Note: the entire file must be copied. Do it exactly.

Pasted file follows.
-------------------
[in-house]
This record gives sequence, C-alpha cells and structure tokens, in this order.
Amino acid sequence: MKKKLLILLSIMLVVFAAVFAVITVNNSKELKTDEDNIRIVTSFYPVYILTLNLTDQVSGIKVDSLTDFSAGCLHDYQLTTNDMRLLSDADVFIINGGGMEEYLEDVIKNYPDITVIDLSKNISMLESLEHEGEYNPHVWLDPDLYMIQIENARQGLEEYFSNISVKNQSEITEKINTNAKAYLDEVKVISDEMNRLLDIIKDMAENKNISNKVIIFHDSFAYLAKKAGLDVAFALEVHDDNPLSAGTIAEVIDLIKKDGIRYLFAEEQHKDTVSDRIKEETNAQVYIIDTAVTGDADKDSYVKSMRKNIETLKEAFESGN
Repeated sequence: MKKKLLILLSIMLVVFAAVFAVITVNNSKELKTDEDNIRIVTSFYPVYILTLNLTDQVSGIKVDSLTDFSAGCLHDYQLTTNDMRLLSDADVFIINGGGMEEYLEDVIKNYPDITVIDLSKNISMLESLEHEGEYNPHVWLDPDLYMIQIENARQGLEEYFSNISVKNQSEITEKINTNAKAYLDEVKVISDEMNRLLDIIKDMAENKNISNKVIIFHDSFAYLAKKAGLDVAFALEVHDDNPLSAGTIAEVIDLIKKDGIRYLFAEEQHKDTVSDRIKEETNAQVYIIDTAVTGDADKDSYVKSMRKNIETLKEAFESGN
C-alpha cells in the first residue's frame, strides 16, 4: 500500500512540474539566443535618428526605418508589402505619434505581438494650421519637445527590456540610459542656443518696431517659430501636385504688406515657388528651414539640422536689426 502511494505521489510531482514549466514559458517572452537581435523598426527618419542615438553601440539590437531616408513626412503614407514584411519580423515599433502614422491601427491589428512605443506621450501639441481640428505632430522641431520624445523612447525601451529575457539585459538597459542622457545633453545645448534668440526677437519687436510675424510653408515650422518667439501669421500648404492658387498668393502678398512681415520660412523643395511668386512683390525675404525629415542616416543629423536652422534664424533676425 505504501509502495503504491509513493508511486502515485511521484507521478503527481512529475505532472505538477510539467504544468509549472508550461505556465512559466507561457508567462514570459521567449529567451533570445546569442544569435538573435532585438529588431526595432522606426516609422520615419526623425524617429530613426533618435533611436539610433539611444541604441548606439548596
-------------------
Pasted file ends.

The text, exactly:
[in-house]
This record gives sequence, C-alpha cells and structure tokens, in this order.
Amino acid sequence: MKKKLLILLSIMLVVFAAVFAVITVNNSKELKTDEDNIRIVTSFYPVYILTLNLTDQVSGIKVDSLTDFSAGCLHDYQLTTNDMRLLSDADVFIINGGGMEEYLEDVIKNYPDITVIDLSKNISMLESLEHEGEYNPHVWLDPDLYMIQIENARQGLEEYFSNISVKNQSEITEKINTNAKAYLDEVKVISDEMNRLLDIIKDMAENKNISNKVIIFHDSFAYLAKKAGLDVAFALEVHDDNPLSAGTIAEVIDLIKKDGIRYLFAEEQHKDTVSDRIKEETNAQVYIIDTAVTGDADKDSYVKSMRKNIETLKEAFESGN
Repeated sequence: MKKKLLILLSIMLVVFAAVFAVITVNNSKELKTDEDNIRIVTSFYPVYILTLNLTDQVSGIKVDSLTDFSAGCLHDYQLTTNDMRLLSDADVFIINGGGMEEYLEDVIKNYPDITVIDLSKNISMLESLEHEGEYNPHVWLDPDLYMIQIENARQGLEEYFSNISVKNQSEITEKINTNAKAYLDEVKVISDEMNRLLDIIKDMAENKNISNKVIIFHDSFAYLAKKAGLDVAFALEVHDDNPLSAGTIAEVIDLIKKDGIRYLFAEEQHKDTVSDRIKEETNAQVYIIDTAVTGDADKDSYVKSMRKNIETLKEAFESGN
C-alpha cells in the first residue's frame, strides 16, 4: 500500500512540474539566443535618428526605418508589402505619434505581438494650421519637445527590456540610459542656443518696431517659430501636385504688406515657388528651414539640422536689426 502511494505521489510531482514549466514559458517572452537581435523598426527618419542615438553601440539590437531616408513626412503614407514584411519580423515599433502614422491601427491589428512605443506621450501639441481640428505632430522641431520624445523612447525601451529575457539585459538597459542622457545633453545645448534668440526677437519687436510675424510653408515650422518667439501669421500648404492658387498668393502678398512681415520660412523643395511668386512683390525675404525629415542616416543629423536652422534664424533676425 505504501509502495503504491509513493508511486502515485511521484507521478503527481512529475505532472505538477510539467504544468509549472508550461505556465512559466507561457508567462514570459521567449529567451533570445546569442544569435538573435532585438529588431526595432522606426516609422520615419526623425524617429530613426533618435533611436539610433539611444541604441548606439548596